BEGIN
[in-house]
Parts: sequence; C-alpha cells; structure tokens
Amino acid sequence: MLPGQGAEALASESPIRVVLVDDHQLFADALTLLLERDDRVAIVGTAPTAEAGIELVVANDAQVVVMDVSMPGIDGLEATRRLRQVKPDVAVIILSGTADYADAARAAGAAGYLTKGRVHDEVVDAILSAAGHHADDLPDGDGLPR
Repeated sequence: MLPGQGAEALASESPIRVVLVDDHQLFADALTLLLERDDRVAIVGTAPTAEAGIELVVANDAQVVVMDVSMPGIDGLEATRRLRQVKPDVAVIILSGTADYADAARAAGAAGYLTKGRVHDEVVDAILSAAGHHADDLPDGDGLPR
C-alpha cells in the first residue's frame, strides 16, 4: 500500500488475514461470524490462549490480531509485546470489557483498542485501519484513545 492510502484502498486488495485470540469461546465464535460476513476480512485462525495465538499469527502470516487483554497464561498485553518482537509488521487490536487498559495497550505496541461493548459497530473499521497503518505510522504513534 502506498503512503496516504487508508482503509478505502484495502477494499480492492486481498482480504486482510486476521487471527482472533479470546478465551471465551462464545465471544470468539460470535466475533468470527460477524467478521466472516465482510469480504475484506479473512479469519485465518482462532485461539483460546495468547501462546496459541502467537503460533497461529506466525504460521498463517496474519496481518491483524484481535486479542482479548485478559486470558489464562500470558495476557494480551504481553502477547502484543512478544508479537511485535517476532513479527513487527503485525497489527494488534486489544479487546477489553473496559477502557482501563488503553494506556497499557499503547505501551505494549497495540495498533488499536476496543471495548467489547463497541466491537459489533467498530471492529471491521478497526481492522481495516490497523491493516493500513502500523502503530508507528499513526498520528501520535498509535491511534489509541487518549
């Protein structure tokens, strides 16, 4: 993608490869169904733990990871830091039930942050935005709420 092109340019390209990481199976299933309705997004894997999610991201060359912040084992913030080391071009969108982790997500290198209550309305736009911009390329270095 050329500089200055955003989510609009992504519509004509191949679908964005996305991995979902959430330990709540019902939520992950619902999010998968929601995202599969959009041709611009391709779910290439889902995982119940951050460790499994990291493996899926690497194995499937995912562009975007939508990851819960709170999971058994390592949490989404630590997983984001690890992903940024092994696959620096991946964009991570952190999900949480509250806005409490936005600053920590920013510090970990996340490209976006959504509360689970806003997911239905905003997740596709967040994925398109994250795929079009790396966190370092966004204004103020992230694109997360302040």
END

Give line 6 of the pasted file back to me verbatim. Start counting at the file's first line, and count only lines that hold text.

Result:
């Protein structure tokens, strides 16, 4: 993608490869169904733990990871830091039930942050935005709420 092109340019390209990481199976299933309705997004894997999610991201060359912040084992913030080391071009969108982790997500290198209550309305736009911009390329270095 050329500089200055955003989510609009992504519509004509191949679908964005996305991995979902959430330990709540019902939520992950619902999010998968929601995202599969959009041709611009391709779910290439889902995982119940951050460790499994990291493996899926690497194995499937995912562009975007939508990851819960709170999971058994390592949490989404630590997983984001690890992903940024092994696959620096991946964009991570952190999900949480509250806005409490936005600053920590920013510090970990996340490209976006959504509360689970806003997911239905905003997740596709967040994925398109994250795929079009790396966190370092966004204004103020992230694109997360302040």